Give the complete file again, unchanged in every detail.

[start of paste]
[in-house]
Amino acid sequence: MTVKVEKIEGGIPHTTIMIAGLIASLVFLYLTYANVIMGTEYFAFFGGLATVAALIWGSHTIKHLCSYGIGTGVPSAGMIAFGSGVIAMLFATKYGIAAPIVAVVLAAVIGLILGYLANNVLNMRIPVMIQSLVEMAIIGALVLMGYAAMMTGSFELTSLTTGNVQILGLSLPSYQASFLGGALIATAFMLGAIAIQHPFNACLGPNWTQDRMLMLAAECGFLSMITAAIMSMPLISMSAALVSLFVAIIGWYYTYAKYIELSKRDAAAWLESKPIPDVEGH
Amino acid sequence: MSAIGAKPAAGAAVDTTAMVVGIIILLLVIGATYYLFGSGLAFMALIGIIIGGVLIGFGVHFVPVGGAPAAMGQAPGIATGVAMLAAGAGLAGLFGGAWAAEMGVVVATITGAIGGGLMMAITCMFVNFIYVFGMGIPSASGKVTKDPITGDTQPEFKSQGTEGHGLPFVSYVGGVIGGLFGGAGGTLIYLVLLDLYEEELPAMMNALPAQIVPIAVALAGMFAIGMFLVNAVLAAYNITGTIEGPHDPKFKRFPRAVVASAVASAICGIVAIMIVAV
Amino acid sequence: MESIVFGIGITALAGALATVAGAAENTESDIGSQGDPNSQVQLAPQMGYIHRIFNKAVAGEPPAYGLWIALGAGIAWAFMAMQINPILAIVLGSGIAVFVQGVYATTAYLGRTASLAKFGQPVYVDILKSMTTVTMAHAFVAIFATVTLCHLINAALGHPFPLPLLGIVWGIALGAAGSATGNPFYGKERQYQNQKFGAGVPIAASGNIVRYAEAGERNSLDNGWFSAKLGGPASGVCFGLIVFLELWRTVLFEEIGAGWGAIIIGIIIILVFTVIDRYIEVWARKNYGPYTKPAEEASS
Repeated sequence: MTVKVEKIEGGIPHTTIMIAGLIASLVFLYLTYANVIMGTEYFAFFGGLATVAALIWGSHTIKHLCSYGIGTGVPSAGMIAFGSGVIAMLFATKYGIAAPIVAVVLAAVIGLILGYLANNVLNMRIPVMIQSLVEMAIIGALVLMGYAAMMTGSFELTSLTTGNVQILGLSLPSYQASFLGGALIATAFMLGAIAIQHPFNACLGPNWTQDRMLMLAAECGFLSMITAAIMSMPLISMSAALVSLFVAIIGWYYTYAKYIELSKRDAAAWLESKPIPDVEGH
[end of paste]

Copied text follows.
[in-house]
Amino acid sequence: MTVKVEKIEGGIPHTTIMIAGLIASLVFLYLTYANVIMGTEYFAFFGGLATVAALIWGSHTIKHLCSYGIGTGVPSAGMIAFGSGVIAMLFATKYGIAAPIVAVVLAAVIGLILGYLANNVLNMRIPVMIQSLVEMAIIGALVLMGYAAMMTGSFELTSLTTGNVQILGLSLPSYQASFLGGALIATAFMLGAIAIQHPFNACLGPNWTQDRMLMLAAECGFLSMITAAIMSMPLISMSAALVSLFVAIIGWYYTYAKYIELSKRDAAAWLESKPIPDVEGH
Amino acid sequence: MSAIGAKPAAGAAVDTTAMVVGIIILLLVIGATYYLFGSGLAFMALIGIIIGGVLIGFGVHFVPVGGAPAAMGQAPGIATGVAMLAAGAGLAGLFGGAWAAEMGVVVATITGAIGGGLMMAITCMFVNFIYVFGMGIPSASGKVTKDPITGDTQPEFKSQGTEGHGLPFVSYVGGVIGGLFGGAGGTLIYLVLLDLYEEELPAMMNALPAQIVPIAVALAGMFAIGMFLVNAVLAAYNITGTIEGPHDPKFKRFPRAVVASAVASAICGIVAIMIVAV
Amino acid sequence: MESIVFGIGITALAGALATVAGAAENTESDIGSQGDPNSQVQLAPQMGYIHRIFNKAVAGEPPAYGLWIALGAGIAWAFMAMQINPILAIVLGSGIAVFVQGVYATTAYLGRTASLAKFGQPVYVDILKSMTTVTMAHAFVAIFATVTLCHLINAALGHPFPLPLLGIVWGIALGAAGSATGNPFYGKERQYQNQKFGAGVPIAASGNIVRYAEAGERNSLDNGWFSAKLGGPASGVCFGLIVFLELWRTVLFEEIGAGWGAIIIGIIIILVFTVIDRYIEVWARKNYGPYTKPAEEASS
Repeated sequence: MTVKVEKIEGGIPHTTIMIAGLIASLVFLYLTYANVIMGTEYFAFFGGLATVAALIWGSHTIKHLCSYGIGTGVPSAGMIAFGSGVIAMLFATKYGIAAPIVAVVLAAVIGLILGYLANNVLNMRIPVMIQSLVEMAIIGALVLMGYAAMMTGSFELTSLTTGNVQILGLSLPSYQASFLGGALIATAFMLGAIAIQHPFNACLGPNWTQDRMLMLAAECGFLSMITAAIMSMPLISMSAALVSLFVAIIGWYYTYAKYIELSKRDAAAWLESKPIPDVEGH